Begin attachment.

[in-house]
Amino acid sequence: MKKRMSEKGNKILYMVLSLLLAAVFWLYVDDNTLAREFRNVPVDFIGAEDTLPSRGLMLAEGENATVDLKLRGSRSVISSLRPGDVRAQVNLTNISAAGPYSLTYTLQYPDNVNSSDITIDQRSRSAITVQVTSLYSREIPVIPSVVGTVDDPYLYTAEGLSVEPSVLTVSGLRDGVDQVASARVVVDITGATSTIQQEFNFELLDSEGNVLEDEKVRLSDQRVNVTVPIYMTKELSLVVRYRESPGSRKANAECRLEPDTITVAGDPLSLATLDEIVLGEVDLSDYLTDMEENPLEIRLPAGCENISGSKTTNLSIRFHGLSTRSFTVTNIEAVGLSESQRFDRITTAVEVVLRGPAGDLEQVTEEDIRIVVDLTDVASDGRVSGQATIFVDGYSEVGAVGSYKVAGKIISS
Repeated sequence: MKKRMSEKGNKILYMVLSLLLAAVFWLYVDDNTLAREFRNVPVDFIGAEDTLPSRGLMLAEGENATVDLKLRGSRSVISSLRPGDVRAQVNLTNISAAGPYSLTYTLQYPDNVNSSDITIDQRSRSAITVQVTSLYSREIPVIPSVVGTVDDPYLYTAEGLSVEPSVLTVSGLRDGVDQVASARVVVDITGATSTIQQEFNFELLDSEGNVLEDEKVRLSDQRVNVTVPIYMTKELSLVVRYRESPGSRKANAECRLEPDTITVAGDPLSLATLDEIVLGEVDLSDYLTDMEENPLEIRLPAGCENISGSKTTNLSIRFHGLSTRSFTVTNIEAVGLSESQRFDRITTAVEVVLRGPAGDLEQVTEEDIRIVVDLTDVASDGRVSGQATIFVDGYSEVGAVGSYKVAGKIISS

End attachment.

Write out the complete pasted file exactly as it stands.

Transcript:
[in-house]
Amino acid sequence: MKKRMSEKGNKILYMVLSLLLAAVFWLYVDDNTLAREFRNVPVDFIGAEDTLPSRGLMLAEGENATVDLKLRGSRSVISSLRPGDVRAQVNLTNISAAGPYSLTYTLQYPDNVNSSDITIDQRSRSAITVQVTSLYSREIPVIPSVVGTVDDPYLYTAEGLSVEPSVLTVSGLRDGVDQVASARVVVDITGATSTIQQEFNFELLDSEGNVLEDEKVRLSDQRVNVTVPIYMTKELSLVVRYRESPGSRKANAECRLEPDTITVAGDPLSLATLDEIVLGEVDLSDYLTDMEENPLEIRLPAGCENISGSKTTNLSIRFHGLSTRSFTVTNIEAVGLSESQRFDRITTAVEVVLRGPAGDLEQVTEEDIRIVVDLTDVASDGRVSGQATIFVDGYSEVGAVGSYKVAGKIISS
Repeated sequence: MKKRMSEKGNKILYMVLSLLLAAVFWLYVDDNTLAREFRNVPVDFIGAEDTLPSRGLMLAEGENATVDLKLRGSRSVISSLRPGDVRAQVNLTNISAAGPYSLTYTLQYPDNVNSSDITIDQRSRSAITVQVTSLYSREIPVIPSVVGTVDDPYLYTAEGLSVEPSVLTVSGLRDGVDQVASARVVVDITGATSTIQQEFNFELLDSEGNVLEDEKVRLSDQRVNVTVPIYMTKELSLVVRYRESPGSRKANAECRLEPDTITVAGDPLSLATLDEIVLGEVDLSDYLTDMEENPLEIRLPAGCENISGSKTTNLSIRFHGLSTRSFTVTNIEAVGLSESQRFDRITTAVEVVLRGPAGDLEQVTEEDIRIVVDLTDVASDGRVSGQATIFVDGYSEVGAVGSYKVAGKIISS